Even a small engineering and design firm (for example, a manufacturer of underwater equipment) could quickly start producing watches under its own brand. Small brands had plenty to choose from both in terms of features and quality from French suppliers.
Plenty of French and European micro-brands instantly emerged with diving/swimming watch assortments – AMSA, ARCY, ACTION, AIRIN, ADORA, ADMIRA, ANDRE RIVALLE, ALFEX, ANJAX, AURORE, AVELTA, AVYSTYLE, ALTIMATIC – this list of unfamiliar names seems endless, these just names started with ‘A’.
The Quartz Crisis of the 1970’s
Here, it is important to mention that, parallel to this boom in the popularity of ‘divers’, the ‘quartz crisis’ was impending on the watch industry. New and cheap high-precision quartz and electronic watches were beginning to replace traditional mechanical ones. Watchmakers resisted, and movement manufacturers saved as much as they could, but in the end it came to using simplified movements without ruby stones and shockproof devices, often of terrible quality.
In watch design, traditional mechanics were also trying to maintain their positions. Designers began looking for ways to catch the buyer, not by the strings of tradition, but by captivating them with a new, bright and dynamic design. It turns out unexpectedly, wonderfully, and sometimes even defiantly, that now the most strange models are the most valuable and desirable among collectors.
What About the Swiss Giants?
If we exclude Rolex, the diving boom mostly passed by the top Swiss manufactories, each brand releasing one or two models, yet remaining in an expensive price segment far beyond the scope of mass demand.
The price stratification from ‘popular’ brands draws the Swiss Giants even deeper towards the classics and away from the elegant experiments of the mass market. From the 1960’s to the 1980’s, top Swiss brands simply continued to make gold flat rounds, paying no particular attention to the ongoing colourful sea-sun-scuba-watch festival going on right outside.
Nevertheless, a couple of interesting models still managed to emerge – Audemars Piguet Royal Oak (first issue 1972) and Patek Philippe Nautilus (first issue 1976), the watches with which we started our review. For a period they remained rather strange elite priced models compared to the rest of the market, and were not well received against the background of the rest of the diving varieties, but today they are breaking records in sales and auctions.
Mid-Range Swiss Watch Brands
Mid-range Swiss brands have laid claim to their part of the hype. Omega, for example, began to call almost all of their models by the name ‘Seamaster‘, even simple classic watches with basic water resistance. Tissot, Longines, Heuer, and other serious mid-range Swiss brands were also actively involved in the market, but were not focused on the public, and rather more on competition with professional underwater models such as the Submariner, PloProf, Dodane / Airain Triton, ZRC Spyrotechnique, Aquastar, Doxa, Yema, etc.
Vintage professional diver models, and even civilian models with ‘diver DNA‘ are now valued at much higher than ordinary vintage watches.
What to Choose and What to Look For
Inexpensive diving watches are exactly what were sold in sports and diving equipment stores in the 60’s and 70’s. Not luxury and top brand items, but mid-level products, often by completely unknown and just emerged brands. During this period, these watches were used not as accessories, but as real instruments for controlling diving time, and they should be considered this way today.
Vintage divers can be found at flea markets and auction sites, but famous models are extremely rare, and their prices are usually 5-10 times higher compared to ordinary watches of a similar brand and class.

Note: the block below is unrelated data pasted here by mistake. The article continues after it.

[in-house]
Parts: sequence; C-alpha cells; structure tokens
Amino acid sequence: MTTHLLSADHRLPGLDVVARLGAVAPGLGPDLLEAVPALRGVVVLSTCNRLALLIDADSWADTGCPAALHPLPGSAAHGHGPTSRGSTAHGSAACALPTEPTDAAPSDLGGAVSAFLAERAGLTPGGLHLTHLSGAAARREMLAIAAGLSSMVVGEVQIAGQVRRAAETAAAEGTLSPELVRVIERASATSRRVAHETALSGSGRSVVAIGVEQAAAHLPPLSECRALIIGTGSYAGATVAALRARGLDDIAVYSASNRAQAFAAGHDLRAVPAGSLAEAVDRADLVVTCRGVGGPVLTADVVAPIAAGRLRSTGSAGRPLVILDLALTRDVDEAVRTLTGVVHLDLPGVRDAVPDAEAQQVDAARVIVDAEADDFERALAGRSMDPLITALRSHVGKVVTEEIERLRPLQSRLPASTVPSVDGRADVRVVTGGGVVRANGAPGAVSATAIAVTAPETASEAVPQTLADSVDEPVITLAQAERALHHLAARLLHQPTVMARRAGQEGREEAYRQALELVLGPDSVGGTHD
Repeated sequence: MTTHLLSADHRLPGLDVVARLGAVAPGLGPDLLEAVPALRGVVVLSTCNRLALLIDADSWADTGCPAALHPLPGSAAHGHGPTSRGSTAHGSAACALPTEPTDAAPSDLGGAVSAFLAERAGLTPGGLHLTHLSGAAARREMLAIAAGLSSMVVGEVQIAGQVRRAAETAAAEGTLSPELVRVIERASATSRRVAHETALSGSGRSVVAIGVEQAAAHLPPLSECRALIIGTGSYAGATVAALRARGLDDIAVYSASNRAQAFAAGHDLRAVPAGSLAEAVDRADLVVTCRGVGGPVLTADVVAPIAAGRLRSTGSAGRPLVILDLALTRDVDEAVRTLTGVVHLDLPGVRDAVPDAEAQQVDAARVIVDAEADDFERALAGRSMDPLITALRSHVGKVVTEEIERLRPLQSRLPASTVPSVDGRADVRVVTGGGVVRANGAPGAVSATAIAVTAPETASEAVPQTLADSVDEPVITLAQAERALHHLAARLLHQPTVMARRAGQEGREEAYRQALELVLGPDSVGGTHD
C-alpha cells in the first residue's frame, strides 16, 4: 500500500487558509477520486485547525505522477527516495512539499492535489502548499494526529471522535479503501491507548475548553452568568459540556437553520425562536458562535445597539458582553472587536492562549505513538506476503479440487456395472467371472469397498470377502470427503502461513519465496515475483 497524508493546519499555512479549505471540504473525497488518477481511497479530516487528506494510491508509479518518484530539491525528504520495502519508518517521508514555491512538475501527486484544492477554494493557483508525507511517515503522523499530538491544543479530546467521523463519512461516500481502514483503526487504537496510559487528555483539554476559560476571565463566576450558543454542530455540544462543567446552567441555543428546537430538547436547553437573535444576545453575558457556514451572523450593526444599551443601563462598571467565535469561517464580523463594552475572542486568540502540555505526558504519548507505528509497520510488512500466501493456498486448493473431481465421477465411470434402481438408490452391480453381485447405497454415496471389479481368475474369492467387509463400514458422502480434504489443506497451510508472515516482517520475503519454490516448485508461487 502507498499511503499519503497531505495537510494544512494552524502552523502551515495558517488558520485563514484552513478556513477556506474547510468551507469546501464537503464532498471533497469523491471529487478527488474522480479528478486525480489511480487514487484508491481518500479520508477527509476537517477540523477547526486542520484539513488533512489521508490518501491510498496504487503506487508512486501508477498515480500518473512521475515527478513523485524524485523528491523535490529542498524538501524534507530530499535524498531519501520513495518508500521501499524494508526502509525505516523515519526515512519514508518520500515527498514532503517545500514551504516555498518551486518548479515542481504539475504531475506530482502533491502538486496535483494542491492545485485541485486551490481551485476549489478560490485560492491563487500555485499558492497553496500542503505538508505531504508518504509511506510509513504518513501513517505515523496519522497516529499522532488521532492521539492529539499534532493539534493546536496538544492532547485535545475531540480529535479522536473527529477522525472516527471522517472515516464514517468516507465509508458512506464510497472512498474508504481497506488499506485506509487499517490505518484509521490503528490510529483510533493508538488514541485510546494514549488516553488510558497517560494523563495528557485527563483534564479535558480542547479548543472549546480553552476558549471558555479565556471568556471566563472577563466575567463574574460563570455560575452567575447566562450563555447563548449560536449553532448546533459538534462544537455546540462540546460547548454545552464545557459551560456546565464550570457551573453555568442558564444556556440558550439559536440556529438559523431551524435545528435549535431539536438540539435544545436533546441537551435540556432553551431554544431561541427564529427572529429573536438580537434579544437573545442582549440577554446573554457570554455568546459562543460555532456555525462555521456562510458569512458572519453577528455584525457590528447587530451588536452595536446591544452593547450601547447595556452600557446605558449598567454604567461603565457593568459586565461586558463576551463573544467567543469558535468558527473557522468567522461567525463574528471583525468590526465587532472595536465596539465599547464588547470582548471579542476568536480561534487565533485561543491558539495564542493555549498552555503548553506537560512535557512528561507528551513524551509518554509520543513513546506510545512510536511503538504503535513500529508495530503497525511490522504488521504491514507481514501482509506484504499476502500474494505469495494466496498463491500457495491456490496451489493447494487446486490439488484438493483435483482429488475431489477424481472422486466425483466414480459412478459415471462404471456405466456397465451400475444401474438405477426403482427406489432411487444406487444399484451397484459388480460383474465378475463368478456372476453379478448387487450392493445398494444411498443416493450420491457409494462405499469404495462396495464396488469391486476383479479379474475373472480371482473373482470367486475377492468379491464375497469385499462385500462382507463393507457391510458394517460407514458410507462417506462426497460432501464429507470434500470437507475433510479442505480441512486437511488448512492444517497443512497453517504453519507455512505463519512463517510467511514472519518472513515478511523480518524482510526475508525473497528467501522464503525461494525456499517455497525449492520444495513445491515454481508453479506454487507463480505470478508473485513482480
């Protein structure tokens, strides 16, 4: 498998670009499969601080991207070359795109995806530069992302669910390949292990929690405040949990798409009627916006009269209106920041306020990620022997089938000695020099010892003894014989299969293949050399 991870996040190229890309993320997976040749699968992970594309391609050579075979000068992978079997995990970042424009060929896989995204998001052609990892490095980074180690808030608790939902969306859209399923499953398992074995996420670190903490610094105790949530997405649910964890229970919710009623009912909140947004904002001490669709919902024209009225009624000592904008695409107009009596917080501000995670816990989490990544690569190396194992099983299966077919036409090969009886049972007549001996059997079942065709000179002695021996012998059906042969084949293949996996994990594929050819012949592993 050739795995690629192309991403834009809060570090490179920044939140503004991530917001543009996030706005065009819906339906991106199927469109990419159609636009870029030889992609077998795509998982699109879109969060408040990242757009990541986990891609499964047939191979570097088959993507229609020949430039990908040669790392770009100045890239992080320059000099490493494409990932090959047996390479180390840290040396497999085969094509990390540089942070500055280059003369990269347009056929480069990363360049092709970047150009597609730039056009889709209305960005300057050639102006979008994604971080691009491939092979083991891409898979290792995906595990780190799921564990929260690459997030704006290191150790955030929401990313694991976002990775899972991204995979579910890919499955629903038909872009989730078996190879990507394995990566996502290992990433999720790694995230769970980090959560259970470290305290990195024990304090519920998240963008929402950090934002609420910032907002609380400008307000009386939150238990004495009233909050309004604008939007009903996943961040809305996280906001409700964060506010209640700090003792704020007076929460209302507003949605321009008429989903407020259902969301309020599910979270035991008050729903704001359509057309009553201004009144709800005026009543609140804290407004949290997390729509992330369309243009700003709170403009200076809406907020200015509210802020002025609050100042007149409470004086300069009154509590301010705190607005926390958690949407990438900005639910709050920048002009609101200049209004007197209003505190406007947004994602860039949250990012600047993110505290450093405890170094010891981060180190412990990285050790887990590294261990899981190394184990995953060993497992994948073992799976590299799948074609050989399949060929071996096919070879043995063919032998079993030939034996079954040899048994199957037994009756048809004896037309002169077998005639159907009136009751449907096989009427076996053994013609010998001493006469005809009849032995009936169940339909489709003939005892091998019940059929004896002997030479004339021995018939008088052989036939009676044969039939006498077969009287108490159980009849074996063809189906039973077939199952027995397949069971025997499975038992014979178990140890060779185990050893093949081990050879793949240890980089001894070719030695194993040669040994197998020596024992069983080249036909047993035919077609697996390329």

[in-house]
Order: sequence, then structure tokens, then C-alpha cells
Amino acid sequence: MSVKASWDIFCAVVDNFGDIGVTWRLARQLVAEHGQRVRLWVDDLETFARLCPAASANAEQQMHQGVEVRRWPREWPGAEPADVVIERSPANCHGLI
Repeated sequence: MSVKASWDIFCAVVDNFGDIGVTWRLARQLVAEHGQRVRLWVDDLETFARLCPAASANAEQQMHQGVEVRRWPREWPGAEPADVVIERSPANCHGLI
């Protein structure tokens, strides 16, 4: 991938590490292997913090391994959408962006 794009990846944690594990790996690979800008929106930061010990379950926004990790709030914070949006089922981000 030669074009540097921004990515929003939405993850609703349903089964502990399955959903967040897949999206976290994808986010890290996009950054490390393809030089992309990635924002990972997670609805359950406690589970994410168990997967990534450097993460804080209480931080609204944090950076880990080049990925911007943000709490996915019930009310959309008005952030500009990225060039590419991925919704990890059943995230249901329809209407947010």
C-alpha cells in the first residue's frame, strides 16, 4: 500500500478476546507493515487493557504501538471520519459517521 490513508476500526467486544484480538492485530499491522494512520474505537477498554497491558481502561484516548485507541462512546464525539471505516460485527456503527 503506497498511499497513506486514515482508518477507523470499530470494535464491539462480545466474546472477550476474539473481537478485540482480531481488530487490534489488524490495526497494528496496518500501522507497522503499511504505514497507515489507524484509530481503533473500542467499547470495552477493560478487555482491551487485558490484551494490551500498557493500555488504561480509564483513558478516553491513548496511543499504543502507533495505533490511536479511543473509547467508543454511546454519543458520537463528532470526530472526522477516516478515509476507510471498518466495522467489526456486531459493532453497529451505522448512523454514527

Vintage models from mid-level brands, for example the old Seamaster Professional or Longines Super Compressor, are an excellent choice, being a convenient option for every day wear, and can range from £5000 and above. Even a model from a lower tier brand like Eterna, EDOX or Baume with swimming features (phosphor, large hands, bezel, threaded crown, scuba diver on the lid) will cost a significant amount, and you’ll be lucky if you find something really good at £1500.
Of course, everyone wants to find a Rolex Submariner from the 60’s, the first Royal Oak , or the original radioactive Panerai from the 1950’s. But how much money will these timepieces cost? We started our review with affordable popular watches, which are nice and comfortable for everyday wear. And when it comes to these watches, is not there also an added sense of joy and feeling of freedom from wearing something that could be devalued by several thousand pounds from just an accidental scratch? We will provide more leads to choose something good in PART TWO of this review.
The Skin Diving Boom Legacy
The fascinating historical background of the Skin Diving Boom has left us with a legacy of deep and widespread appreciation for diving tools. That’s why almost any timepiece with ‘Marine’ or ‘Diving’ DNA beats its dress mate.
There is such a wide variety of underwater watches from dozens of brands and manufacturers, with the most diversity mainly observed on the French fields (beaches :). Although for mass-produced items the situation wasn’t good, particularly for a lot of the lowest quality class watch brands and especially ‘economy’ class ones, as many were affected by the Quartz Crisis – never to recover.
In the PART TWO of this article, we will cover which of the French diving watch brands are real rubbish, and which are worthy of serious attention. As well as how to find a masterpiece that will delight both your wallet and your eyes.
If you have any questions or suggestions please feel free to contact via e-mail firstname.lastname@example.org.
To be continued…. enjoy French diving watches!
German Polosin, April 2021, translation by Phoebe Chase
P.S. Don’t forget to check out the vintage diving watches in our collection !